Customers of Illinois utility ComEd will have an option to get access to local solar energy, as the community Gar Creek solar project has been launched. The project, located across two solar arrays in a low-income community, will serve up to 600 customers.
ComEd said customers could see savings of about $1,000 annually on their electric bill for enrolling. Applications will be accepted to the program, called Give-A-Ray, through April 15th. Gar Creek is open to any customer located in ComEd’s northern Illinois region.
Gar Creek is a 3.5MW community solar project. Community solar differs from utility-scale in that it is characterized by smaller projects that are on the distribution-level. Utility-scale projects are larger, centralized sources of power that require robust (and costly) high-voltage transmission infrastructure. Community solar projects also typically entail a subscription process like Give-A-Ray, in which customers voluntarily sign on to purchase credits that represent the solar facility’s generation. This project was developed by local Illinois developers Fosler Solar and Trajectory Energy.
“At ComEd, we are committed to making the transition to clean energy as inclusive as possible, and the Gar Creek project will help us achieve that goal,” said Scott Vogt, vice president of energy acquisition at ComEd. “Our partners at Fosler Solar and Trajectory Energy share our vision, and we are excited to work with them to provide qualified customers anywhere in our region with access to solar energy regardless of their income level.”
Gar Creek’s subscription service was enabled by Illinois Solar for All, a state incentive program. Give-A-Ray is the first program of its kind in the state, launched last year in direct response to the funding made available.
ComEd said for the third year running, it has received over 10,000 applications from residential, commercial, and industrial customers to interconnect distributed resources like solar to its grid.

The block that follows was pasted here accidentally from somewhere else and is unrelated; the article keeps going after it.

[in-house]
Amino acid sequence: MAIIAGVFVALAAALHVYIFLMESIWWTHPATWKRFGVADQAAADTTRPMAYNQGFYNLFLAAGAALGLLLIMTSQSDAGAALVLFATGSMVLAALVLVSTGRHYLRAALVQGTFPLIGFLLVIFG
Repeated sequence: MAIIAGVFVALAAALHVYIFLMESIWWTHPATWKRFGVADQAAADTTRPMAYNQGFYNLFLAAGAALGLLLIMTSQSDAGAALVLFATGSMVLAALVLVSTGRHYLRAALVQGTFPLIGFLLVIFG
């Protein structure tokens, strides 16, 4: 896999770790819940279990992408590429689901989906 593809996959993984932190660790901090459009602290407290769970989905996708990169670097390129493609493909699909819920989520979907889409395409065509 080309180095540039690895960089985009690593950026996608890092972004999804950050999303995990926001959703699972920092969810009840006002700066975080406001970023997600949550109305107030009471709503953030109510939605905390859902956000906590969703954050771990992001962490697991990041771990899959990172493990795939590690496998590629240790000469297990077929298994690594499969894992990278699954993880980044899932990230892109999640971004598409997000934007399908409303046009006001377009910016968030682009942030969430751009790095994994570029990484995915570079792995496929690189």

Five million community solar households
The US Department of Energy (DOE) recently set goals to extend the benefits of community solar to five million households by 2025. This would represent a 700% growth in the next four years. DOE also targets $1 billion in energy bill savings for those five million American households.
While the community solar industry experienced a record-breaking year of growth in 2020, to continue that trajectory the expansion barriers must be removed, and incentives offered. At the Community Solar Power Forum held Boston at the end of February, five key takeaways highlight the challenges for the industry:
- More work remains in order to make community solar more equitable
- Policymakers, utilities, and regulators must establish goals and incentives that lead to better interconnection outcomes
- States must pass their own community solar bills
- Existing community solar markets need to evolve credit rate structures, streamline interconnection, and ensure a long-term path for continued program capacity
- New potential growth markets need to get utilities on board and create a sense of urgency
Nearly three-quarters of the US market for community solar is concentrated in four states: Florida, Massachusetts, Minnesota, and New York. Currently, 22 states and Washington, D.C. have state policies that support community solar deployment.
“Community solar needs state-level polices in order to thrive,” said Rachel Goldstein, an analyst with Wood Mackenzie. New Mexico and Delaware both passed legislation in 2021 for new or improved community solar programs. Michigan, Ohio, Pennsylvania, and Wisconsin all have proposed bills working their way through state legislatures.
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